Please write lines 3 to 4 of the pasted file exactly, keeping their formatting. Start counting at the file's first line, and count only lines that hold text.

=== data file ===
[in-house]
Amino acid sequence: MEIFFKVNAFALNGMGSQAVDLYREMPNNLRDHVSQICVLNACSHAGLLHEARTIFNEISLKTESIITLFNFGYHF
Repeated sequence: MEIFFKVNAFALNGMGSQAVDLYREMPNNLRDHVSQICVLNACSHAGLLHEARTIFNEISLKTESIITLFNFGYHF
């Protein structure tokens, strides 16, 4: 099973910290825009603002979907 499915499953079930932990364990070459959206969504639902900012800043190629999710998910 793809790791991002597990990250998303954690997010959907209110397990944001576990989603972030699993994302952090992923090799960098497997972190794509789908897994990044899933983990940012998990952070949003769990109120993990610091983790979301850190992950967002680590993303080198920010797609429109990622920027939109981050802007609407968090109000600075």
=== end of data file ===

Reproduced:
Repeated sequence: MEIFFKVNAFALNGMGSQAVDLYREMPNNLRDHVSQICVLNACSHAGLLHEARTIFNEISLKTESIITLFNFGYHF
């Protein structure tokens, strides 16, 4: 099973910290825009603002979907 499915499953079930932990364990070459959206969504639902900012800043190629999710998910 793809790791991002597990990250998303954690997010959907209110397990944001576990989603972030699993994302952090992923090799960098497997972190794509789908897994990044899933983990940012998990952070949003769990109120993990610091983790979301850190992950967002680590993303080198920010797609429109990622920027939109981050802007609407968090109000600075």